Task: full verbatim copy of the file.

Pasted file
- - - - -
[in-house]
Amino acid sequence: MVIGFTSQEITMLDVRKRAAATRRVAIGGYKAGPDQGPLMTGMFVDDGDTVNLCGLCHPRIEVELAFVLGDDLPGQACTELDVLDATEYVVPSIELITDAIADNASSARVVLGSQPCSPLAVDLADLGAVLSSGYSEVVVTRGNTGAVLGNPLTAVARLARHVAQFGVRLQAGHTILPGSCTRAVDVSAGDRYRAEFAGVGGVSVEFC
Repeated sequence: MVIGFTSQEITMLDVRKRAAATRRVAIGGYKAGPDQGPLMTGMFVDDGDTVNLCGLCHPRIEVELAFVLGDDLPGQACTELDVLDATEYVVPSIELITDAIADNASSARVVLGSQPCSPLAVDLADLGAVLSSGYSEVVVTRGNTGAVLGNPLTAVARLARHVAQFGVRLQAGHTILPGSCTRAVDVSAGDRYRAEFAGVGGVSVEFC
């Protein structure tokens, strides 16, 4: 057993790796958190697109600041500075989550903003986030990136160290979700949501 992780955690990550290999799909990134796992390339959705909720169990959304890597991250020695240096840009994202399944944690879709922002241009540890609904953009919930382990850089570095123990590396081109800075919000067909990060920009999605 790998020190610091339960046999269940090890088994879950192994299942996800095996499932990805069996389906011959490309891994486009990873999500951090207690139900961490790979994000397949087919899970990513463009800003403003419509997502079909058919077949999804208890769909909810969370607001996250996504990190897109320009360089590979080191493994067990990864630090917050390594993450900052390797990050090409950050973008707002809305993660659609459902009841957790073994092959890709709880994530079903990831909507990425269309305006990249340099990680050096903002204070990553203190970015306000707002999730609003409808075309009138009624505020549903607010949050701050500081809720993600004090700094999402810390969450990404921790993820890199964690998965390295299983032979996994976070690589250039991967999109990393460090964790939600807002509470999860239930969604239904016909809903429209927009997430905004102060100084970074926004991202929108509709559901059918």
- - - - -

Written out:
[in-house]
Amino acid sequence: MVIGFTSQEITMLDVRKRAAATRRVAIGGYKAGPDQGPLMTGMFVDDGDTVNLCGLCHPRIEVELAFVLGDDLPGQACTELDVLDATEYVVPSIELITDAIADNASSARVVLGSQPCSPLAVDLADLGAVLSSGYSEVVVTRGNTGAVLGNPLTAVARLARHVAQFGVRLQAGHTILPGSCTRAVDVSAGDRYRAEFAGVGGVSVEFC
Repeated sequence: MVIGFTSQEITMLDVRKRAAATRRVAIGGYKAGPDQGPLMTGMFVDDGDTVNLCGLCHPRIEVELAFVLGDDLPGQACTELDVLDATEYVVPSIELITDAIADNASSARVVLGSQPCSPLAVDLADLGAVLSSGYSEVVVTRGNTGAVLGNPLTAVARLARHVAQFGVRLQAGHTILPGSCTRAVDVSAGDRYRAEFAGVGGVSVEFC
């Protein structure tokens, strides 16, 4: 057993790796958190697109600041500075989550903003986030990136160290979700949501 992780955690990550290999799909990134796992390339959705909720169990959304890597991250020695240096840009994202399944944690879709922002241009540890609904953009919930382990850089570095123990590396081109800075919000067909990060920009999605 790998020190610091339960046999269940090890088994879950192994299942996800095996499932990805069996389906011959490309891994486009990873999500951090207690139900961490790979994000397949087919899970990513463009800003403003419509997502079909058919077949999804208890769909909810969370607001996250996504990190897109320009360089590979080191493994067990990864630090917050390594993450900052390797990050090409950050973008707002809305993660659609459902009841957790073994092959890709709880994530079903990831909507990425269309305006990249340099990680050096903002204070990553203190970015306000707002999730609003409808075309009138009624505020549903607010949050701050500081809720993600004090700094999402810390969450990404921790993820890199964690998965390295299983032979996994976070690589250039991967999109990393460090964790939600807002509470999860239930969604239904016909809903429209927009997430905004102060100084970074926004991202929108509709559901059918």